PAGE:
461/561 Environmental Alteration (4) Human alterations of the earth’s major ecosystems. Consequences of human activity at different times and places with respect to soils, atmosphere, vegetation, landforms, and water. Junior standing required. Kohler.

462 Historical and Contemporary Views of the Environment (4) Ways in which humans have thought about their place in nature. Environmental ideas that emphasize concepts of ecology. Junior standing required. Walker.

463/563 Geography, Law, and the Environment (4) Values underlying American legal approaches to environmental issues; the role of laws in reflecting and shaping human understanding and use of the environment. Special fee. Junior standing required. Murphy.

465/565 Environment and Development (4) Critical analysis of development concepts. Economic activity and environmental impacts. Sustainable development. Development projects and landscapes in the industrializing world. Junior standing required. Hindery, Nelson.

466/566 Gender and Environment (4) How gender shapes understandings of and interactions with nature. Gender, science, and nature in Western thought; global environmental justice; population debates; feminist political ecology. Junior standing required. Nelson.

467/567 International Water Policy (4) Examines problems in water policy and governance in a global context. Draws on interdisciplinary perspectives, compares case studies, and analyzes institutions. Prereq: GEOG 360. Meehan.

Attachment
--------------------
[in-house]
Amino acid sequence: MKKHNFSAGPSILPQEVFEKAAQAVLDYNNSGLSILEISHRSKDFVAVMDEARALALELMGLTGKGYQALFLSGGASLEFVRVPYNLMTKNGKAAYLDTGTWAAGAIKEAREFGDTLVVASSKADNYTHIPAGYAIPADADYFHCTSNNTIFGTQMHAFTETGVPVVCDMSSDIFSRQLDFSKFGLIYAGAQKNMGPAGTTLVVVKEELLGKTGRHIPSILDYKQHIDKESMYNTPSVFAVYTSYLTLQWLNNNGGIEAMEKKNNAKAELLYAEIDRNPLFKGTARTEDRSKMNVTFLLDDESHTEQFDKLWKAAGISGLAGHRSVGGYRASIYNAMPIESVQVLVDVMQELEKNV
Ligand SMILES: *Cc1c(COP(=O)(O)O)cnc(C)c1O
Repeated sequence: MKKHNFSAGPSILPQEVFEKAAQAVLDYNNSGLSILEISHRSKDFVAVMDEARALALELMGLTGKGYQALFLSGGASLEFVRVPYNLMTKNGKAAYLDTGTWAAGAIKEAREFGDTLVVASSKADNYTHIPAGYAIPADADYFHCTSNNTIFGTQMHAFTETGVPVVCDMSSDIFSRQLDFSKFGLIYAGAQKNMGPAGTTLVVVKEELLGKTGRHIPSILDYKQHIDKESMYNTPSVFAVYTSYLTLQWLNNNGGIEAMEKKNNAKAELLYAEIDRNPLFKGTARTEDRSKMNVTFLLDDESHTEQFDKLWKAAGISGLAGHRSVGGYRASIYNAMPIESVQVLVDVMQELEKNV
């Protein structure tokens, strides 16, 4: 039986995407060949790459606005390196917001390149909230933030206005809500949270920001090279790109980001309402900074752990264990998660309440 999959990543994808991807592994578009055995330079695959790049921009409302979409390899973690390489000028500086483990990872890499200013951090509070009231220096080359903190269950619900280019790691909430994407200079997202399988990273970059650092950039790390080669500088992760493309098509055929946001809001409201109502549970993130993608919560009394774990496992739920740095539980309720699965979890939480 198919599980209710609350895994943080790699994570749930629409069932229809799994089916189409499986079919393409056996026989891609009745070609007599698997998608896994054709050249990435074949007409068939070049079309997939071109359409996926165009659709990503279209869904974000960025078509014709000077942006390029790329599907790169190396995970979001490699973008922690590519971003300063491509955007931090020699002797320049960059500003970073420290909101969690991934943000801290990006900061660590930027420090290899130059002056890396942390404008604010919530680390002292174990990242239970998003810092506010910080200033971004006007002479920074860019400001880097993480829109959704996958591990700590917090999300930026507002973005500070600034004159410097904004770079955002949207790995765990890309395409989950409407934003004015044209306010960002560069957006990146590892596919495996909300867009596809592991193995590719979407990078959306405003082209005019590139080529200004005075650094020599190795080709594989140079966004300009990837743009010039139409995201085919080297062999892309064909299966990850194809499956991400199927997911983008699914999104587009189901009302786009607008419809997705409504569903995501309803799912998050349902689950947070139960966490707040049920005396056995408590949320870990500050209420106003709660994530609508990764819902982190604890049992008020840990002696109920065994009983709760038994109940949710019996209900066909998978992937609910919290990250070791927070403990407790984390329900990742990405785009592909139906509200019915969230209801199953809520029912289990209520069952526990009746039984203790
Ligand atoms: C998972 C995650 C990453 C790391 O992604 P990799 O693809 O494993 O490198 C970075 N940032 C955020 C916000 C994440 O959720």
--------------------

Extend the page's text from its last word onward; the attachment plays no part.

470/570 Advanced Geography of European-American Regions: [Topic] (4R) Examination of the settlement patterns, regional economies, political organization, and character of the landscapes of selected major regions of the European-American world. Junior standing required. R when region changes.

471/571 North American Historical Landscapes (4) Examines the origin and evolution of cultural landscapes in North America through historical and contemporary sources, and draws upon the local region for student projects. Junior standing required. Holtgrieve.

475/575 Advanced Geography of Non-European-American Regions: [Topic] (4R) Examination of the settlement patterns, regional economies, political organization, and character of the landscapes of selected major regions of the non-European and American world. Junior standing required. R when region changes. Buck, Su.

481/581 GIScience I (4) An introduction to geographic information science, geographic information systems (GIS), the current population survey (CPS), remote sensing, and cartography. Sequence with GEOG 482/582, 491/591. Prereq: GEOG 181. Bone, Kohler, Lobben.

482/582 GIScience II (4) Spatial data collection, spatial data models, database design, data editing, geographic information system (GIS) project management, and advanced topics in geographic information science. Sequence with GEOG 481/581, 491/591, 493/593. Prereq: GEOG 481/581. Bone, Kohler, Lobben.

485/585 Remote Sensing I (4) Introduction to remote sensing science including its physical basis, instruments, platforms, data, processing methods, and applications. Sequence with GEOG 486/586. Prereq: GEOG 481/581. Fonstad, Kohler.